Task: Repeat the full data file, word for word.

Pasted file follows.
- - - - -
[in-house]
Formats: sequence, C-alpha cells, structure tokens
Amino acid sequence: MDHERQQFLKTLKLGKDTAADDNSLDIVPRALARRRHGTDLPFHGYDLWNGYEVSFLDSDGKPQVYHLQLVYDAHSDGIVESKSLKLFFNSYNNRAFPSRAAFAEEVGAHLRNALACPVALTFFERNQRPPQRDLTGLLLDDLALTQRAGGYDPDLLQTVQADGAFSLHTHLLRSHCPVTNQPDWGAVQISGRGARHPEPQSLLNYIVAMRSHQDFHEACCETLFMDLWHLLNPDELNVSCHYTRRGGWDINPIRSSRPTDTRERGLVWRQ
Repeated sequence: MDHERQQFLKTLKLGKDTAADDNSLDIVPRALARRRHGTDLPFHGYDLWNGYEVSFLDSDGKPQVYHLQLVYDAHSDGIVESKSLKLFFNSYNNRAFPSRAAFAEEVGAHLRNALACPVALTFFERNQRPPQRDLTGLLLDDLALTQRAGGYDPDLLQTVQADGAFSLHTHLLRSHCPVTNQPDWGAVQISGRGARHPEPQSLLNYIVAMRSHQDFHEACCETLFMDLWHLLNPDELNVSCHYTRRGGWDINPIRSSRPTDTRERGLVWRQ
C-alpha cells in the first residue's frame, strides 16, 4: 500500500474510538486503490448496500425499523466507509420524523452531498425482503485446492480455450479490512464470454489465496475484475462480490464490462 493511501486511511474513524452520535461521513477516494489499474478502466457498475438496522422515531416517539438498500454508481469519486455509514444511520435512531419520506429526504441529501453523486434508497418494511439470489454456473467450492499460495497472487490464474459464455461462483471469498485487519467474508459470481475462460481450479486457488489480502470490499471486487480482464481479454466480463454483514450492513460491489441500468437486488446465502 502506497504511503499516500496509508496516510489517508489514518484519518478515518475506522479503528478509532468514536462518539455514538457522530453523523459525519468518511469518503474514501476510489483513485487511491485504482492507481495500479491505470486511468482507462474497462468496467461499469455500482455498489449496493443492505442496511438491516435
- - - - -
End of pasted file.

[in-house]
Formats: sequence, C-alpha cells, structure tokens
Amino acid sequence: MDHERQQFLKTLKLGKDTAADDNSLDIVPRALARRRHGTDLPFHGYDLWNGYEVSFLDSDGKPQVYHLQLVYDAHSDGIVESKSLKLFFNSYNNRAFPSRAAFAEEVGAHLRNALACPVALTFFERNQRPPQRDLTGLLLDDLALTQRAGGYDPDLLQTVQADGAFSLHTHLLRSHCPVTNQPDWGAVQISGRGARHPEPQSLLNYIVAMRSHQDFHEACCETLFMDLWHLLNPDELNVSCHYTRRGGWDINPIRSSRPTDTRERGLVWRQ
Repeated sequence: MDHERQQFLKTLKLGKDTAADDNSLDIVPRALARRRHGTDLPFHGYDLWNGYEVSFLDSDGKPQVYHLQLVYDAHSDGIVESKSLKLFFNSYNNRAFPSRAAFAEEVGAHLRNALACPVALTFFERNQRPPQRDLTGLLLDDLALTQRAGGYDPDLLQTVQADGAFSLHTHLLRSHCPVTNQPDWGAVQISGRGARHPEPQSLLNYIVAMRSHQDFHEACCETLFMDLWHLLNPDELNVSCHYTRRGGWDINPIRSSRPTDTRERGLVWRQ
C-alpha cells in the first residue's frame, strides 16, 4: 500500500474510538486503490448496500425499523466507509420524523452531498425482503485446492480455450479490512464470454489465496475484475462480490464490462 493511501486511511474513524452520535461521513477516494489499474478502466457498475438496522422515531416517539438498500454508481469519486455509514444511520435512531419520506429526504441529501453523486434508497418494511439470489454456473467450492499460495497472487490464474459464455461462483471469498485487519467474508459470481475462460481450479486457488489480502470490499471486487480482464481479454466480463454483514450492513460491489441500468437486488446465502 502506497504511503499516500496509508496516510489517508489514518484519518478515518475506522479503528478509532468514536462518539455514538457522530453523523459525519468518511469518503474514501476510489483513485487511491485504482492507481495500479491505470486511468482507462474497462468496467461499469455500482455498489449496493443492505442496511438491516435